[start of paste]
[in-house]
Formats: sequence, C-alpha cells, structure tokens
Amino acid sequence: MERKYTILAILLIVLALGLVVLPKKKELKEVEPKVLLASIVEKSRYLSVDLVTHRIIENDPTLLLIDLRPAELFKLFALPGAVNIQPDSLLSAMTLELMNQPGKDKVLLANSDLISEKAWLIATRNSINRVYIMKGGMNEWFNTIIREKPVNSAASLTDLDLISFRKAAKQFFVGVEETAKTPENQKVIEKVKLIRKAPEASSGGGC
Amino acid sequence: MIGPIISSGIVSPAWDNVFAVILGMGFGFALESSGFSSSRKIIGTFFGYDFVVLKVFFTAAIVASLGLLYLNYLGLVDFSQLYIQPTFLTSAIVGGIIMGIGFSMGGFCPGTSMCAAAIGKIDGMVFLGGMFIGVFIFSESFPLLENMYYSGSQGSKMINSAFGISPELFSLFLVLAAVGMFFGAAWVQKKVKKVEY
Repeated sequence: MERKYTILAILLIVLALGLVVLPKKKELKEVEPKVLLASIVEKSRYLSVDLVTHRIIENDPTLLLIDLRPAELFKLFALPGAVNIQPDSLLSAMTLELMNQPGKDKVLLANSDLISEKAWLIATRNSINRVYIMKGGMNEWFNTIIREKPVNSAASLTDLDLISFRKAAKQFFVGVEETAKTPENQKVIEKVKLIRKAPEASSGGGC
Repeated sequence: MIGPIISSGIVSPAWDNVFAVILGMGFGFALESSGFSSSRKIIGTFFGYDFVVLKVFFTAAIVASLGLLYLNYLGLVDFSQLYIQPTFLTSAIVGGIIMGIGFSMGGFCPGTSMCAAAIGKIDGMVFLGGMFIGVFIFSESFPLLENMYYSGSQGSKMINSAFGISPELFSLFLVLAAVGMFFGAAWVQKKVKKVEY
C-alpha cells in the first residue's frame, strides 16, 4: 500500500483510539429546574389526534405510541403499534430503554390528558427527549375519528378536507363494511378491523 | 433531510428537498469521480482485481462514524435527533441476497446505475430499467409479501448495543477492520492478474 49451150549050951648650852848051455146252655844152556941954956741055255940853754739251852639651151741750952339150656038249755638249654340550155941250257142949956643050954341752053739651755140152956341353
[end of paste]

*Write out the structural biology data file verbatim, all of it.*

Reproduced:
[in-house]
Formats: sequence, C-alpha cells, structure tokens
Amino acid sequence: MERKYTILAILLIVLALGLVVLPKKKELKEVEPKVLLASIVEKSRYLSVDLVTHRIIENDPTLLLIDLRPAELFKLFALPGAVNIQPDSLLSAMTLELMNQPGKDKVLLANSDLISEKAWLIATRNSINRVYIMKGGMNEWFNTIIREKPVNSAASLTDLDLISFRKAAKQFFVGVEETAKTPENQKVIEKVKLIRKAPEASSGGGC
Amino acid sequence: MIGPIISSGIVSPAWDNVFAVILGMGFGFALESSGFSSSRKIIGTFFGYDFVVLKVFFTAAIVASLGLLYLNYLGLVDFSQLYIQPTFLTSAIVGGIIMGIGFSMGGFCPGTSMCAAAIGKIDGMVFLGGMFIGVFIFSESFPLLENMYYSGSQGSKMINSAFGISPELFSLFLVLAAVGMFFGAAWVQKKVKKVEY
Repeated sequence: MERKYTILAILLIVLALGLVVLPKKKELKEVEPKVLLASIVEKSRYLSVDLVTHRIIENDPTLLLIDLRPAELFKLFALPGAVNIQPDSLLSAMTLELMNQPGKDKVLLANSDLISEKAWLIATRNSINRVYIMKGGMNEWFNTIIREKPVNSAASLTDLDLISFRKAAKQFFVGVEETAKTPENQKVIEKVKLIRKAPEASSGGGC
Repeated sequence: MIGPIISSGIVSPAWDNVFAVILGMGFGFALESSGFSSSRKIIGTFFGYDFVVLKVFFTAAIVASLGLLYLNYLGLVDFSQLYIQPTFLTSAIVGGIIMGIGFSMGGFCPGTSMCAAAIGKIDGMVFLGGMFIGVFIFSESFPLLENMYYSGSQGSKMINSAFGISPELFSLFLVLAAVGMFFGAAWVQKKVKKVEY
C-alpha cells in the first residue's frame, strides 16, 4: 500500500483510539429546574389526534405510541403499534430503554390528558427527549375519528378536507363494511378491523 | 433531510428537498469521480482485481462514524435527533441476497446505475430499467409479501448495543477492520492478474 49451150549050951648650852848051455146252655844152556941954956741055255940853754739251852639651151741750952339150656038249755638249654340550155941250257142949956643050954341752053739651755140152956341353